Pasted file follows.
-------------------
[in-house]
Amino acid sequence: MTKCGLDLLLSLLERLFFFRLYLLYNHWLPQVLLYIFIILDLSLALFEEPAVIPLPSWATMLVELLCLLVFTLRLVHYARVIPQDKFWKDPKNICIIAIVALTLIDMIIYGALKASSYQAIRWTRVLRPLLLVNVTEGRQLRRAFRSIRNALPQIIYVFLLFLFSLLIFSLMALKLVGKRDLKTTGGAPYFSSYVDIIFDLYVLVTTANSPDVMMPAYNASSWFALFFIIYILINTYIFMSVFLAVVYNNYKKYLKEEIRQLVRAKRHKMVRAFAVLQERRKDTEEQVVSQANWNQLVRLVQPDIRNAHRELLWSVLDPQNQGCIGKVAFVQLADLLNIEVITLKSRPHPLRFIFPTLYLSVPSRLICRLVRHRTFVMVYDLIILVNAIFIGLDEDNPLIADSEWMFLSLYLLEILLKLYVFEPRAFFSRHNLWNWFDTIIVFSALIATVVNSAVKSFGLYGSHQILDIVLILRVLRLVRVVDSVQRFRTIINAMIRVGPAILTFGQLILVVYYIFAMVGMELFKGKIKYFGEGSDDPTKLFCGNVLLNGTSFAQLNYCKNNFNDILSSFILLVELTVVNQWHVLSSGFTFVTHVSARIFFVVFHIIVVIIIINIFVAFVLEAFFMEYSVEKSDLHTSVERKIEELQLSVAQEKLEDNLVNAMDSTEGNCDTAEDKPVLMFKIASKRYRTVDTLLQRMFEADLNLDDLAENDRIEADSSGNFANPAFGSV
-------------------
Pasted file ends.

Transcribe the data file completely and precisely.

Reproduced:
[in-house]
Amino acid sequence: MTKCGLDLLLSLLERLFFFRLYLLYNHWLPQVLLYIFIILDLSLALFEEPAVIPLPSWATMLVELLCLLVFTLRLVHYARVIPQDKFWKDPKNICIIAIVALTLIDMIIYGALKASSYQAIRWTRVLRPLLLVNVTEGRQLRRAFRSIRNALPQIIYVFLLFLFSLLIFSLMALKLVGKRDLKTTGGAPYFSSYVDIIFDLYVLVTTANSPDVMMPAYNASSWFALFFIIYILINTYIFMSVFLAVVYNNYKKYLKEEIRQLVRAKRHKMVRAFAVLQERRKDTEEQVVSQANWNQLVRLVQPDIRNAHRELLWSVLDPQNQGCIGKVAFVQLADLLNIEVITLKSRPHPLRFIFPTLYLSVPSRLICRLVRHRTFVMVYDLIILVNAIFIGLDEDNPLIADSEWMFLSLYLLEILLKLYVFEPRAFFSRHNLWNWFDTIIVFSALIATVVNSAVKSFGLYGSHQILDIVLILRVLRLVRVVDSVQRFRTIINAMIRVGPAILTFGQLILVVYYIFAMVGMELFKGKIKYFGEGSDDPTKLFCGNVLLNGTSFAQLNYCKNNFNDILSSFILLVELTVVNQWHVLSSGFTFVTHVSARIFFVVFHIIVVIIIINIFVAFVLEAFFMEYSVEKSDLHTSVERKIEELQLSVAQEKLEDNLVNAMDSTEGNCDTAEDKPVLMFKIASKRYRTVDTLLQRMFEADLNLDDLAENDRIEADSSGNFANPAFGSV